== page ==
Regardless of their age, Millearnnials place high priority on ease and conve- nience; they want information to be readily available on command.
2) Most business leaders share the above traits. Additionally, they likely see marketing and other departments rapidly churn out new Web content, video demos, and sales and service support tools. Therefore, their expectations for training are colored accordingly, to include: speedy, point-of-need delivery; cost efficiency; and high relevancy to business. Their tolerance for lengthy program development, big investments with long-term paybacks, and general lack of business understanding is low.
How L&D departments and their supporting vendors respond to Millearnnial expectations over the next one to three years will likely determine their long- term future.
Facebook: A Brief Glimpse Into Training’s Future
Facebook epitomizes today’s relentless business change. In 2011 — eight years after its founding as a social networking site for college students — Facebook was one of the most visited websites in the world. When the company went public in May 2012, it was valued at $104 bil- lion, the largest valuation to date for a newly public company. As of January 2014, Facebook had 1.23 billion active users. But the company’s phenomenal growth has been accompanied by non- stop change. Shifts in user demographics, adoption by businesses, explosive smart-phone usage, and a string of technology acquisitions have opened the door to new markets and revenue streams, while requiring the company to morph at lightning speed to meet ever-changing market expectations. Needless to say, traditional training approaches just don’t cut it for a company moving this fast.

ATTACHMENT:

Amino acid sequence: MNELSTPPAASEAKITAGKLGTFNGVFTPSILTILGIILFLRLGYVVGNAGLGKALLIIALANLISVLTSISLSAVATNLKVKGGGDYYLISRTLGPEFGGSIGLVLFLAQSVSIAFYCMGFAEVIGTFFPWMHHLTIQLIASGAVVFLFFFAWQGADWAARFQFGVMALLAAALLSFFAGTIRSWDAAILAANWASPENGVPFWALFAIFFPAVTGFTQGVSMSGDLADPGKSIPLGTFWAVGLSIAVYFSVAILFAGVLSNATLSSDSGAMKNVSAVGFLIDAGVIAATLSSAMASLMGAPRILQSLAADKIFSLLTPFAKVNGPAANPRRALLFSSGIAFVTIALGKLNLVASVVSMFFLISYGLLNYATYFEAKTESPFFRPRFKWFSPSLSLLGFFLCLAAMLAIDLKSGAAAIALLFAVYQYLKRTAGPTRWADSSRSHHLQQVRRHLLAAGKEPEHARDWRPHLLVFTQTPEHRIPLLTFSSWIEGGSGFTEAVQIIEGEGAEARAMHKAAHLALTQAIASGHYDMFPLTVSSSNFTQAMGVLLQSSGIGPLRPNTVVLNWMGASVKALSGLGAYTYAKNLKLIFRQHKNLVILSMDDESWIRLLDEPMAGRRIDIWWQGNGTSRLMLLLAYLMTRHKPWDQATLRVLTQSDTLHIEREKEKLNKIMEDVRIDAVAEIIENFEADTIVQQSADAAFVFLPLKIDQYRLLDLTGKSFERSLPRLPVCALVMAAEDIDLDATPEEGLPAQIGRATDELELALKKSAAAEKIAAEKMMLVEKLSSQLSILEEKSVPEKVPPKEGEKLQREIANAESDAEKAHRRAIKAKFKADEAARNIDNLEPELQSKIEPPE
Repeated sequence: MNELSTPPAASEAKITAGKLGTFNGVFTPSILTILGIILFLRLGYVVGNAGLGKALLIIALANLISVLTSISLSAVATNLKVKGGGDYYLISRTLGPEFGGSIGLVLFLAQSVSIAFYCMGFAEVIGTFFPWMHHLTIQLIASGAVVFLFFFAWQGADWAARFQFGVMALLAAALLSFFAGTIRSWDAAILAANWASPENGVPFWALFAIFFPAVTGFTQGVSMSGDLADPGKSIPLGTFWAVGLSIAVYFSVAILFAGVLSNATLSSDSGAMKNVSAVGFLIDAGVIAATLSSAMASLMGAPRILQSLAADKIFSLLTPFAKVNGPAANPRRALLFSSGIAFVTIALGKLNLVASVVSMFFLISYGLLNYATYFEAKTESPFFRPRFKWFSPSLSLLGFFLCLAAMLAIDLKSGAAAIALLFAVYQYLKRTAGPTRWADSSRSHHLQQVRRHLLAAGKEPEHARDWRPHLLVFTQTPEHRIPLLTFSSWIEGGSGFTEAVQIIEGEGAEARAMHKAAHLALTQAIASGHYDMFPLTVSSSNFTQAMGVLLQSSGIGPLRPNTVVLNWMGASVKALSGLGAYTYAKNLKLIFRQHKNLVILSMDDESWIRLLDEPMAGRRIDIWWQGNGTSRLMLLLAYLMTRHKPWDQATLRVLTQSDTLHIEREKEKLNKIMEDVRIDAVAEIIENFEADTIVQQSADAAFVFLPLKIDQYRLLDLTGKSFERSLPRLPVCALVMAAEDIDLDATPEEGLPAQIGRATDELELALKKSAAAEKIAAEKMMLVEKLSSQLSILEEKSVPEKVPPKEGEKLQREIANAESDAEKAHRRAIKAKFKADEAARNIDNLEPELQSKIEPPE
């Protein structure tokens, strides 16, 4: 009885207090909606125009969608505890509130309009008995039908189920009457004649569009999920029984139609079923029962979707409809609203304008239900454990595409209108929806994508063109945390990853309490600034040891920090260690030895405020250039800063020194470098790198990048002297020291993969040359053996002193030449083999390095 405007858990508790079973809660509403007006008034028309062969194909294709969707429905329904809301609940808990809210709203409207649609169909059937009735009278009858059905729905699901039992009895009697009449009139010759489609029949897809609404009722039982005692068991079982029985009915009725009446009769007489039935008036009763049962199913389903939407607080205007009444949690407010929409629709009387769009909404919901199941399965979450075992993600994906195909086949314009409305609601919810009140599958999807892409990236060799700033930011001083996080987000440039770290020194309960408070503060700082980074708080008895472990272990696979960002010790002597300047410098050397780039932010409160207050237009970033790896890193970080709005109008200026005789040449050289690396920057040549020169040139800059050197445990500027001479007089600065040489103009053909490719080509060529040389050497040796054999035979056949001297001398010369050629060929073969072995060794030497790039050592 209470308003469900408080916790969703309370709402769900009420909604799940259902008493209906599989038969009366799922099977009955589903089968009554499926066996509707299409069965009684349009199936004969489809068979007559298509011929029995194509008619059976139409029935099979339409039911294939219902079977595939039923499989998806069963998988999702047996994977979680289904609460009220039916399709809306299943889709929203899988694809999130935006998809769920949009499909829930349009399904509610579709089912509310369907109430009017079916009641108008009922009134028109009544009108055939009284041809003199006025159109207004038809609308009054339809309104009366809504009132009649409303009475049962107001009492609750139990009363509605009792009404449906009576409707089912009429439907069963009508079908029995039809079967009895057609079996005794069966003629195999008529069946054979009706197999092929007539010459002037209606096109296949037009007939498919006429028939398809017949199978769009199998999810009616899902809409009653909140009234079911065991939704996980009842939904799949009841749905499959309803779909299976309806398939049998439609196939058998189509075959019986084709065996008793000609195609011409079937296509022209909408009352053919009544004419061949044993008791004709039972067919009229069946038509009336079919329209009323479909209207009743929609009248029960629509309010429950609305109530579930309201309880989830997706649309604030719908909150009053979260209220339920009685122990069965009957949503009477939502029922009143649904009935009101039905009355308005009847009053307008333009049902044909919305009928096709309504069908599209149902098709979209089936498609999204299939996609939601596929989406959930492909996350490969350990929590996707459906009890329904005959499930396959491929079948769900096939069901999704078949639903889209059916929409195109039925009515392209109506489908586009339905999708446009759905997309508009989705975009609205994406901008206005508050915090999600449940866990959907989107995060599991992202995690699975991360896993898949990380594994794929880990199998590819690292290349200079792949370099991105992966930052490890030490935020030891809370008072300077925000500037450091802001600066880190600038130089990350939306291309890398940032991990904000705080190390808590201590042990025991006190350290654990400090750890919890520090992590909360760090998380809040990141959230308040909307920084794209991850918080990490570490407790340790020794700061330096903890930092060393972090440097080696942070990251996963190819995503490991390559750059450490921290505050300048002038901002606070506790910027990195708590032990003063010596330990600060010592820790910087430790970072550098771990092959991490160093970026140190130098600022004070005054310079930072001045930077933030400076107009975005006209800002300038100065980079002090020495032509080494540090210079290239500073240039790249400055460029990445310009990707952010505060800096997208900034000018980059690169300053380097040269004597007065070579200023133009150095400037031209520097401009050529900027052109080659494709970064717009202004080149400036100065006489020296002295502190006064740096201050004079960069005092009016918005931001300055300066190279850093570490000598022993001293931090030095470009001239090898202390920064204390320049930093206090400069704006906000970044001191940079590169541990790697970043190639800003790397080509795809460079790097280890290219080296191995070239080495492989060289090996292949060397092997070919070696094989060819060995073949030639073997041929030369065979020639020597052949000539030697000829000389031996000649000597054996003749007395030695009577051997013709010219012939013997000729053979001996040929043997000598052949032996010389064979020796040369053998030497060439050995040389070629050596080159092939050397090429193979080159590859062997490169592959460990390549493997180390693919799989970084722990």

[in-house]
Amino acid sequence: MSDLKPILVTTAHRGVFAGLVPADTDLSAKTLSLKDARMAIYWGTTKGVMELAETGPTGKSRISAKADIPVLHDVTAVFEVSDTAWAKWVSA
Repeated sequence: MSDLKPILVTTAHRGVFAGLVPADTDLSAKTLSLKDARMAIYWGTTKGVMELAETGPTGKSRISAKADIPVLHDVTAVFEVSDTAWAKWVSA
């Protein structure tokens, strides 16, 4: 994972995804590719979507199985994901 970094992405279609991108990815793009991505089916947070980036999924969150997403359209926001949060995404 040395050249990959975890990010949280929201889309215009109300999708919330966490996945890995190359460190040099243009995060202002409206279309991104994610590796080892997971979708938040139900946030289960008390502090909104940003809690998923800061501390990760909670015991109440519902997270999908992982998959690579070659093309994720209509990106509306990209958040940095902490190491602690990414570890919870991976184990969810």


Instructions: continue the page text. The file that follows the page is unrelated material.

A quick look at how Facebook keeps up with training needs and how its learning professionals are adapting training to the company’s unique culture offers a preview of what’s in store for other companies.